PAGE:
posted by June 21 at 3:03 PMon
Now, this is super interesting. I just knew that my obsession with text messaging was going to prove justifiable one day. Granted, the situation is a little different—I mainly use it so I don’t have to talk to my friends; they use it because they could be put to death for saying what they think—but I’m not about to let that stop me from feeling at least a little special satisfaction.
posted by June 21 at 2:35 PMon
I’m reading some incredibly great, dark shit by Stranger writer and editor extraordinaire Charles Mudede tonight at Bus Stop. It’s the first night of a new reading series at this relatively new bar (it’s next to Bimbo’s on Pine), and I can’t vouch for what the other curators are doing, but my theme is “The Collected Works of Charles Mudede.”
The reading series happens every Tuesday this summer, and “The Collected Works of Charles Mudede” doesn’t actually take place until sometime in August, but tonight I’m reading a sneak peek of what’s on offer.
Tantilizing quote: “Seattle is deathless, with a quality of light that is as angular as Green River Land, but instead inspires poetry and romance rather than rape fantasies and death.”
posted by June 21 at 2:28 PMon
I should have mentioned this sooner, but the best way to see Godard’s Masculine Feminine is with my esteemed colleague Josh Feit sitting beside you. Since you aren’t super likely to have that dream come true (although, you never know), you should still go check it out in its remaining couple of days at the Varsitythrough Thursday. Leaving aside the fact that every day is already 1966 for Josh, and that MF is a definitive document of that moment just before Paris went all the way through the looking glass of history, the film is actually better now than it was when I first saw it, for reasons that have less to do with J-LG’s mastery (though I’d put this one forth as his finest work) than with the difference between being in your 20s and in your 30s.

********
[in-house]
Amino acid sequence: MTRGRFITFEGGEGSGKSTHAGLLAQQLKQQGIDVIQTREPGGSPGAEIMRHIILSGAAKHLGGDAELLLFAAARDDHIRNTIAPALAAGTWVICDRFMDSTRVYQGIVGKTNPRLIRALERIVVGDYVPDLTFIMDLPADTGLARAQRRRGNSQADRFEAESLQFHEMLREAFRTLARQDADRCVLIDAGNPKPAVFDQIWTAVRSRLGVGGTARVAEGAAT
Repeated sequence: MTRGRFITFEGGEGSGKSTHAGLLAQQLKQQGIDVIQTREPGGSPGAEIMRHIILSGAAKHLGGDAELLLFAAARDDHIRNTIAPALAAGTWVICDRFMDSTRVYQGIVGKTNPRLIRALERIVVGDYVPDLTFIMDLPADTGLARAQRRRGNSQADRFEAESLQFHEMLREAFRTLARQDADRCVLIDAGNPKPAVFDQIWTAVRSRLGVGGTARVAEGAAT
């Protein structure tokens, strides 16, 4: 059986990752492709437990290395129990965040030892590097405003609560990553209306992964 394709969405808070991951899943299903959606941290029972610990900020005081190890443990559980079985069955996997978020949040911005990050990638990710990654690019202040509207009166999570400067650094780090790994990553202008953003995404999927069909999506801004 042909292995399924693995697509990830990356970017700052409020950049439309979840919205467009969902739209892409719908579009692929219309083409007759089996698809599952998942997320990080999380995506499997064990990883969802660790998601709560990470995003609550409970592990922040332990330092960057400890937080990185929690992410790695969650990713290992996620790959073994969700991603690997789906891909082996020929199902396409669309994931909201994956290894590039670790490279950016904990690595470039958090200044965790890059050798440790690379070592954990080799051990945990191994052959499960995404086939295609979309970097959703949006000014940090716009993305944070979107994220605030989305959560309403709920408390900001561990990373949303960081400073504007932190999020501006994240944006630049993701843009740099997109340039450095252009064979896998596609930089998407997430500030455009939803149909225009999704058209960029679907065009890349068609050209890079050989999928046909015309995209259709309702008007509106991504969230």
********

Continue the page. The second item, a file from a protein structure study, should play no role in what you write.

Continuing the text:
posted by on June 21 at 2:12 PM
Lovers of quality techno have another reason to rejoice: The late, lamented Krakt event will be up and running again every second Saturday at Re-Bar, beginning July 9. Cover is a very reasonable $3.
We suspect that the previous crew of DJsKristina Childs, Jerry Abstract, and Paul Edwards will be expertly commandeering the decks again. Along with Hitgirl’s new Saturday monthly at Baltic Room, U-Turn, techno aficionados suddenly have some regular clubbing options for a change.
posted by June 21 at 10:21 AMon